Rob Douglas: Stormy stormwater success |

Rob Douglas: Stormy stormwater success

While property owners in Steamboat Springs dodged the initiation of a stormwater tax this week — thanks to the excellent work of a residents task force — City Manager Deb Hinsvark already has begun the groundwork for a recreation district tax that hasn’t been publicly debated by the Steamboat Springs City Council.

Let’s turn back the calendar.

A year ago, this column broke the news that the council could hit Steamboat property owners with a new “fee” — a tax that evades a vote of the people — to cover stormwater infrastructure improvements. Hinsvark disagreed with the column’s theme that $10 million from the city’s reserve fund shouldn’t be used to build a new police station when those funds could be used for stormwater infrastructure upgrades. In an email to the council, Hinsvark stated:

“Well, I’ve read Rob’s Friday sermon and feel you may be sidetracked by citizens asking you about it. … Regarding the stormwater needs. The city has never had a city-wide stormwater plan. We have NO idea of the infrastructure needs to complete an integrated plan. It could be $3 million; it could be $100 million. It’s a totally new city requirement and should not be expected to be accommodated from our general fund revenues. Think of it like moving from a volunteer fire company to a professional, paid fire company. It’s time the city did it — but there are no new revenues to accommodate it. And it’s not a one-time thing — it will be an ongoing program. A stormwater fee is the ‘norm’ for communities throughout Colorado.”

Both before and after a consultant’s report suggested $40 million in stormwater system improvements, and while acknowledging, “This community may choose to look in a different direction,” Hinsvark championed a stormwater fee, telling the Steamboat Pilot & Today:

“We will look at multiple funding options, but this fee is usually the most logical nexus. It’s the way a majority of cities pay for these upgrades.” — Nov. 10, 2012.

“It’s kind of a big issue and a new issue that I can assure you we cannot address with the funding we currently have or get. We could spend every penny we have on it and still not address it.” — Jan. 14, 2013.

Pushing back against a fee to pay for stormwater infrastructure and the notion that initial cost estimates by city staff and the consultant should be determinative, the Pilot & Today’s editorial board opined:

“But just because a city can impose a fee doesn’t mean it should, and we’re not swayed in the least by the argument that many other municipalities, particularly along the Front Range, use an assessed fee system to pay for their own stormwater projects.” — Nov. 20, 2012.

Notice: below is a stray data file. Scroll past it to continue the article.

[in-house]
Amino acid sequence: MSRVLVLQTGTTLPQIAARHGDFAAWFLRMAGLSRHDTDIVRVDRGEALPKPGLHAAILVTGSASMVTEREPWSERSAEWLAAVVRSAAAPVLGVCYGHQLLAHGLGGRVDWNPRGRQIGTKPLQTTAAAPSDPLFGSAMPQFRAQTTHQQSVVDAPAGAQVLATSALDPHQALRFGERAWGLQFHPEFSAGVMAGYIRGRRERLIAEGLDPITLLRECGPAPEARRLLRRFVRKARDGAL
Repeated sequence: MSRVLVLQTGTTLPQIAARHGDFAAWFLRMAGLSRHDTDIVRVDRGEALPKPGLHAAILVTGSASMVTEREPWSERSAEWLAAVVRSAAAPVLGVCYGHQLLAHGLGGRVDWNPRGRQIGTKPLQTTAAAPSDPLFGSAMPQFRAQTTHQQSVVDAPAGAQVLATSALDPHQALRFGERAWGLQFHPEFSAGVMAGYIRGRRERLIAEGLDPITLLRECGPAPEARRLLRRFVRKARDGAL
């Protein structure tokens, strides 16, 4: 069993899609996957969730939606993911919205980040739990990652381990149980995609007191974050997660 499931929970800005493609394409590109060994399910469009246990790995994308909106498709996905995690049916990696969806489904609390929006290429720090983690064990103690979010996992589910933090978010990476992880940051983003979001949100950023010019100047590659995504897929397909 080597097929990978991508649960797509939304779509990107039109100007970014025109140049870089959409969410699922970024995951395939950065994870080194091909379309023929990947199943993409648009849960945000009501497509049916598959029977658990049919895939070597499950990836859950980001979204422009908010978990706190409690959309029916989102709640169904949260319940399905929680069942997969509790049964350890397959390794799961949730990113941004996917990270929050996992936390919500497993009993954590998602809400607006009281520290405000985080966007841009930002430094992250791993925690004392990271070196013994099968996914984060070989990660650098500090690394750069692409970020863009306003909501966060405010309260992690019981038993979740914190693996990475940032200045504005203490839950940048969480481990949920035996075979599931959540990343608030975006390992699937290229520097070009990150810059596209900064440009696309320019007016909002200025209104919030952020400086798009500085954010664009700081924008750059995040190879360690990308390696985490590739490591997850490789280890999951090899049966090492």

“The past has proven that consultant studies and initial government estimates aren’t always reflective of the scope of necessary work or the most competitive bid to do the job. It’s for that reason that a to-be-formed stormwater task force should be expected to thoroughly vet the study, determine the extent and timing of needed stormwater improvements, examine a variety of funding options for the project and present those findings to residents and city officials for further inspection before any final decisions are made.” — Jan. 19, 2013.

Those words were prescient. This week, the council approved the Stormwater Task Force’s recommendation that funding for the stormwater program be accomplished “through current revenue streams and prioritization of the budget.”

Asked whether she accepted the recommendation opposing a stormwater fee, Hinsvark said, “Any time we’re searching for funds or new resources, it’s difficult in an organization where resources are scarce, and we have to accept that we have other things to fund. But in this particular case, it is so imperative that we maintain the investment that we have and the infrastructure that we have, that we will find a way — and we have a plan — to fund this from our general fund.”

But as mentioned above, Hinsvark already is pushing another tax. This time, she’s knocking on doors trying to conjure up support for a recreation district tax.

Arguably, that’s a debate the council should hold publicly before promises of recreation funding sugarplums are used to entice support.

To reach Rob Douglas, email

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